U.S. women writers and the discourses of colonialism, 1825-1861 (Book, 2003) [WorldCat.org]
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U.S. women writers and the discourses of colonialism, 1825-1861

Author: Etsuko Taketani
Publisher: Knoxville : University of Tennessee Press, ©2003.
Edition/Format:   Print book : State or province government publication : English : 1st edView all editions and formats
Summary:
"Etsuko Taketani's U.S. Women Writers and the Discourses of Colonialism, 1825-1861, an overdue examination of widely marginalized writings by women of the American antebellum period, presents a new model for evaluating U.S. relations and interactions with foreign countries in the colonial and postcolonial periods by examining the ways in which women writers were both proponents of colonization and subversive agents  Read more...
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Details

Genre/Form: Criticism, interpretation, etc
History
Material Type: Government publication, State or province government publication, Internet resource
Document Type: Book, Internet Resource
All Authors / Contributors: Etsuko Taketani
ISBN: 1572332271 9781572332270
OCLC Number: 51799308
Description: x, 236 pages : illustrations ; 24 cm
Contents: PART ONE : PEDAGOGIES OF COLONIALISM --
Childhood and domestic colonialism : Lydia Maria Child's Juvenile miscellany --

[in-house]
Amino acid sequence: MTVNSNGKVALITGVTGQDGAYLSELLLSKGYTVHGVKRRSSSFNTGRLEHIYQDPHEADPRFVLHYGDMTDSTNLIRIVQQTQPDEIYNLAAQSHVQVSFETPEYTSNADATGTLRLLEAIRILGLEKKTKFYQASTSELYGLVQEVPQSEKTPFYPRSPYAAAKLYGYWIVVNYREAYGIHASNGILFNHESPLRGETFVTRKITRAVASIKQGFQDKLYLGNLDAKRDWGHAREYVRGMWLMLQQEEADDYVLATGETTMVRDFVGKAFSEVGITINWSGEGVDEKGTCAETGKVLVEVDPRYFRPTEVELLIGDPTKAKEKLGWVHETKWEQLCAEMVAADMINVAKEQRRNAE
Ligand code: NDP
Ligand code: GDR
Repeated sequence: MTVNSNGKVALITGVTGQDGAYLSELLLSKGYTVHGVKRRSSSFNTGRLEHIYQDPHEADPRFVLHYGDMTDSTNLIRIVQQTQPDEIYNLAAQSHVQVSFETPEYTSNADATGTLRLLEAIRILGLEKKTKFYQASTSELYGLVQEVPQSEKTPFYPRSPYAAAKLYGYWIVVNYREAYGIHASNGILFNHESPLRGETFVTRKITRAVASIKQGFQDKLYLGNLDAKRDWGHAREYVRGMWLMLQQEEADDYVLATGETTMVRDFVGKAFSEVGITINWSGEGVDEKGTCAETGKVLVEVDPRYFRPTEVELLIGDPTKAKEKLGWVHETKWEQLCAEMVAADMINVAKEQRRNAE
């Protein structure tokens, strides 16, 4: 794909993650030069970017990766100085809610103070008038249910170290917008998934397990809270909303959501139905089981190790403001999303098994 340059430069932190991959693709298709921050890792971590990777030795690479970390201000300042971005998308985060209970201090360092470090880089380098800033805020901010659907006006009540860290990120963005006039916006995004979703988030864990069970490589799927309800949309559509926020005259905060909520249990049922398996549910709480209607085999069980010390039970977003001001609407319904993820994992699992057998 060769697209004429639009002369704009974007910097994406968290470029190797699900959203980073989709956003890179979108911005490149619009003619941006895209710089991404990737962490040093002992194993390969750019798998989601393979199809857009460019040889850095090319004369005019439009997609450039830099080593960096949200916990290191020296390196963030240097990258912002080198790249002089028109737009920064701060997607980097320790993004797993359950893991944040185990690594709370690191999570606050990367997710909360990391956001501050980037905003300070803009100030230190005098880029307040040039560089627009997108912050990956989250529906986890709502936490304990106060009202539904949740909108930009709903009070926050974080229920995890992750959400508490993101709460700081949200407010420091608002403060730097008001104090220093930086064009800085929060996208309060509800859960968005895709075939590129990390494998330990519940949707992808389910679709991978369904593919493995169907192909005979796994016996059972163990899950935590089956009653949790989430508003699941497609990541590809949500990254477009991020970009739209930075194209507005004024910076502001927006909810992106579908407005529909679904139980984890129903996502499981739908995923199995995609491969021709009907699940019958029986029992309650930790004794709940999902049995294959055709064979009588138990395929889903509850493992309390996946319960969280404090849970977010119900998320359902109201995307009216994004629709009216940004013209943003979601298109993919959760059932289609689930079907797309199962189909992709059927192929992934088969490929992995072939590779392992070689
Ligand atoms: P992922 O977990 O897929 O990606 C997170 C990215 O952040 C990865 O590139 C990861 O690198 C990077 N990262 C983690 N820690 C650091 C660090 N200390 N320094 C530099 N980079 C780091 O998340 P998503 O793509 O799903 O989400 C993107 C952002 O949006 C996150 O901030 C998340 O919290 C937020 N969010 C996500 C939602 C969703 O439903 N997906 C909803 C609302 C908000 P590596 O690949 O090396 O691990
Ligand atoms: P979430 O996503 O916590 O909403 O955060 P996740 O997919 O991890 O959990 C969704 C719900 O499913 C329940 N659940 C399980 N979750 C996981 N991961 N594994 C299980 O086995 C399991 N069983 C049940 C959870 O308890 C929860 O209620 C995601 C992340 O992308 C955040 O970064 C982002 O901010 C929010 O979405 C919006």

Geography for American children : Sarah Tuttle, Lydia Huntley Sigourney, and African colonization --
Heterosexual national economy : Eliza Leslie, Catharine Beecher, and the child on the home front --
PART TWO : AN ALTERNATIVE HISTORY OF U.S. IMPERIALISM --
Colonial violence via opium addiction : Harriet Low's Macao --
"Queer" Burma : Emily Judson in southeast Asia --
Postcolonial Liberia : Sarah Hale's Africa --
Conclusion : "diasporic" whiteness and the Middle East in Maria Cummins's El fureidîs.
Other Titles: United States women writers and the discourses of colonialism, 1825-1861
Responsibility: Etsuko Taketani.
More information:

Abstract:

"Etsuko Taketani's U.S. Women Writers and the Discourses of Colonialism, 1825-1861, an overdue examination of widely marginalized writings by women of the American antebellum period, presents a new model for evaluating U.S. relations and interactions with foreign countries in the colonial and postcolonial periods by examining the ways in which women writers were both proponents of colonization and subversive agents for change. In this two-part book Taketani explores attempts to inculcate imperialist values through education in the works of Lydia Maria Child, Sarah Tuttle, Catharine Beecher, and others and the results of viewing the world through these values, as reflected in the writings of Harriet Low, Emily Judson, and Sarah Hale."--Jacket.

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